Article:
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July 31, 2005

Man's vision becomes reality

From: Lansdale Reporter, PA - Jul 31, 2005

TONY Di DOMIZIO , Staff Writer

LOWER SALFORD – Sometimes our differences can spawn fellowships of similarities. Take‚ for example‚ the grassroots-organized deaf and hard-of-hearing swimming social that happened Saturday afternoon at Harleysville Community Center Pool.

"I had a vision of bringing the deaf and hard-of-hearing community together. It started out with two people a year ago‚ and this year‚ we are getting more people‚" said co-organizer Gregory James‚ of Schwenksville‚ who was surely refreshed from beating Saturday's summer heat.

James‚ who is hard-of-hearing‚ and close to 10 others like him got together at the pool for some camaraderie and cooling off.

It all started simple enough – James and his friend from Telford‚ Dale Alderfer‚ who is visually-impaired in one eye and hard-of-hearing‚ wanted to meet more people in the area like themselves.

They both took to calling newspapers and advertising in publications about the initiatives they are taking to bring the community together.

James organized a picnic not too long ago‚ and two families with deaf and hard-of-hearing children came out.

These families were members of James' church‚ Branch Community Fellowship‚ a church that offers interpretation for the hard-of-hearing.

Nathanael Davis‚ of Hatboro and formerly of Souderton‚ was part of James' crowd Saturday‚ but at the same time he was unlike them.

Davis can hear perfectly fine‚ but works with the deaf and hard-of-hearing at a center in Chester County.

"In my opinion‚ the problem with many deaf and hard-of-hearing is they hide in their houses a lot‚" he said. "They don't meet each other‚ and they don't go out because it's a hearing world."

Most of the people at Saturday's event grew up in the hearing world‚ like Barbara Balandis and Cathy Shaheen

"The group is a great place to meet people that understand the same concerns I have‚" said Balandis‚ of Souderton.

Balandis met Shaheen‚ of Holland‚ Bucks County‚ through the meetings James and Alderfer organized.

Both went through a lot‚ Balandis said. They both went through college‚ they both are single and looking and both work for a living.

They also have cochlear implants‚ which helps to improve their hearing.

This is good for both women‚ who were born hard-of-hearing and started wearing hearing aids at 5 years old.

While a hearing aid amplifies sounds‚ a cochlear implant compensates for the damaged parts of the inner ear‚ Balandis said.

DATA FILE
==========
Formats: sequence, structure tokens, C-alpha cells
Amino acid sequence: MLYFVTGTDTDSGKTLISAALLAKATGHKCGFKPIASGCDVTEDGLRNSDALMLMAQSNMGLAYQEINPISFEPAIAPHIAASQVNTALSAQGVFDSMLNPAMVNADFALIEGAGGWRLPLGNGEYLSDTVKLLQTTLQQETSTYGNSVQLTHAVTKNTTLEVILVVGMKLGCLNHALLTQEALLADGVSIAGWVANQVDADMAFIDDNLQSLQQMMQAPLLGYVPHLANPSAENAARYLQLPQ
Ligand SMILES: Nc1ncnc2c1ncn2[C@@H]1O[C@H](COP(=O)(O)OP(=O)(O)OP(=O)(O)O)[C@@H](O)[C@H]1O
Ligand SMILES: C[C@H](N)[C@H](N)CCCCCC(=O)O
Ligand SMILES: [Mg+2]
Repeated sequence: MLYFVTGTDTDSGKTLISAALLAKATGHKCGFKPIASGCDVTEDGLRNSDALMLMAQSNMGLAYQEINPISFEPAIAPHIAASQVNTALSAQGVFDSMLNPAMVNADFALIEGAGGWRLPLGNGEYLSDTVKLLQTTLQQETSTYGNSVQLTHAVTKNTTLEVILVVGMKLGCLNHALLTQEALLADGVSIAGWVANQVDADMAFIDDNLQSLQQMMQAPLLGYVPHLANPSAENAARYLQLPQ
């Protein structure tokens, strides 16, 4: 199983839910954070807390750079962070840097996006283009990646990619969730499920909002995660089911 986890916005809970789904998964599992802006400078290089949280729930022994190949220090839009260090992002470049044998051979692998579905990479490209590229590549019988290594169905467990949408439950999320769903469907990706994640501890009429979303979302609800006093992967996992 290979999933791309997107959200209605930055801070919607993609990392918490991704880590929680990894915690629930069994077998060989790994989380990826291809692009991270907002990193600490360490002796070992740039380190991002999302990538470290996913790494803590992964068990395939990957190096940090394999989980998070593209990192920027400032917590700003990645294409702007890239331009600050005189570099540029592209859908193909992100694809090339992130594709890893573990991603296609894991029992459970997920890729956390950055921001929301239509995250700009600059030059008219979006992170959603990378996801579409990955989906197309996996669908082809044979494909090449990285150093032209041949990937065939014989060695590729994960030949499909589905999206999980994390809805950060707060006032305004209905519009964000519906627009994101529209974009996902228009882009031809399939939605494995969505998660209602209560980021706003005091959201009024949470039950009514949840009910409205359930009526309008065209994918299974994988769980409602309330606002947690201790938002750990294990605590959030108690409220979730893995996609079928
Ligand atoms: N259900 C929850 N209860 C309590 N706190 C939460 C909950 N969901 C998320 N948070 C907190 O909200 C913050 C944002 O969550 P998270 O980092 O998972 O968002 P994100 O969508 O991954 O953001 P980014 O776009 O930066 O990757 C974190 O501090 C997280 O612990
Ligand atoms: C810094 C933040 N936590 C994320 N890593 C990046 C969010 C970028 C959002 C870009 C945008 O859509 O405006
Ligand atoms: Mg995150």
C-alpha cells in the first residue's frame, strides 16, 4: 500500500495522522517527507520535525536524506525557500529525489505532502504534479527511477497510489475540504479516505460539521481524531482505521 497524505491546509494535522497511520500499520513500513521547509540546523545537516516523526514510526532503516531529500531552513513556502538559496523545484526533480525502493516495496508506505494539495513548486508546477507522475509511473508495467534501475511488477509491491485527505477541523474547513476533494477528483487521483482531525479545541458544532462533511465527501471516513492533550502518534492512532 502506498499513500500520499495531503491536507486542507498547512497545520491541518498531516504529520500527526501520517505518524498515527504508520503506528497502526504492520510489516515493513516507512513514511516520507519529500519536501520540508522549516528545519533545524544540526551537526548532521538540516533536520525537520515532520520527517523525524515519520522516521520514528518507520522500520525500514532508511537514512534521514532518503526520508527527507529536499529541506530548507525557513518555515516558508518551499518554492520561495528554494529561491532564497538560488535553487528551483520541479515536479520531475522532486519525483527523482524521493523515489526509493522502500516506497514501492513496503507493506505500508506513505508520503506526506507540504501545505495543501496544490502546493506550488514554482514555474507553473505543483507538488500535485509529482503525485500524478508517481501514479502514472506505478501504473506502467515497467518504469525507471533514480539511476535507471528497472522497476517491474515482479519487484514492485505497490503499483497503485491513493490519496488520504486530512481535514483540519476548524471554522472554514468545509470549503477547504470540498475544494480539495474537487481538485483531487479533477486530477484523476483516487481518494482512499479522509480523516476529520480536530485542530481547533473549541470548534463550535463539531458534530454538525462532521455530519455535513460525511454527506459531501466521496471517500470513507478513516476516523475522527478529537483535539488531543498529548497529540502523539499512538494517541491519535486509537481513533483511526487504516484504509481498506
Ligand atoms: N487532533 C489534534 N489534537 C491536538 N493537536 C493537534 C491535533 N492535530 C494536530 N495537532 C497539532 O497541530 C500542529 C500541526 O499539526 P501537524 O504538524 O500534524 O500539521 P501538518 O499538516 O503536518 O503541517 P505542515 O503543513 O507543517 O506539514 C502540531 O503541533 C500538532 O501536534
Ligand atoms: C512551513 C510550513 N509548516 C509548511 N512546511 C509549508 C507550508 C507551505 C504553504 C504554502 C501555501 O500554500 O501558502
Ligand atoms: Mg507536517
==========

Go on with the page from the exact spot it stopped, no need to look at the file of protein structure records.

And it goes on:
According to the Web site of the National Institute on Deafness and Other Communication Disorders‚ in cochlear implants‚ sound is electronically converted into electrical impulses‚ which are sent to the brain.

A surgeon severs the cochlear nerve and connects it to an implant. The implant is surgically placed under the skin‚ behind the ear‚ the NIDCD said.

The electronic component consists of a microphone‚ a speech processor‚ a transmitter and electrodes.

Balandis and Shaheen got theirs three years ago at The Hospital of the University of Pennsylvania.

An external component that is magnetically attracted to the implant under the skin can be removed‚ and when it is‚ the user is totally deaf‚ Davis said.

"It's frustrating‚" Balandis said. "We face challenges‚ like in using the phone or dealing with people with accents. The cochlear implant helped me a lot."

She said a lot of her frustration disappeared with the implant.

Alderfer‚ who became inflicted with his problem after his mother received a polio shot while she was pregnant‚ continues to be frustrated. He feels lonely sometimes because there are no hard-of-hearing or deaf friends nearby.

"I feel hurt when hearing people don't understand the hard-of-hearing‚" he said. "Sometimes they don't make me heard and they don't understand. I should meet a girl that is caring and understands or a g

irl that is hard-of-hearing."

Sometimes they do get judged over something they can't control.

Other times they have to struggle with the problem‚ like in school‚ when professors would talk with their back turned to the class.

"People think we are handicapped‚ but I don't think that‚" Shaheen said. "I don't feel handicapped."

Balandis wants people to understand the real issue.

"Treat deafness as a communication problem‚ that's the basic thing‚" she said.

Usually‚ "The James Gang" finds themselves at Lans-Bowl for a social.

In fact‚ James and Alderfer have organized an outing at Lans-Bowl Oct. 1.

"I like bowling‚ swimming‚ playing games and miniature golf‚" Alderfer said. "I've also started a group for visual‚ hard-of-hearing and caring people at Indian Valley Public Library."

He said the group meets there Thursdays from April to June‚ and again from October to December for a sort of game night social.

It meets again Oct. 20.

The group will also meet on the links at Garden Golf in Montgomery Township on Aug. 27 at 1 p.m.

For now‚ James and Alderfer will continue to be heard in the community.

"I want to develop plans for the deaf and hard-of-hearing to come out and have fellowship‚" James said‚ who is also learning sign language because he may become totally deaf. "Then we can be a community."

©Reporter 2005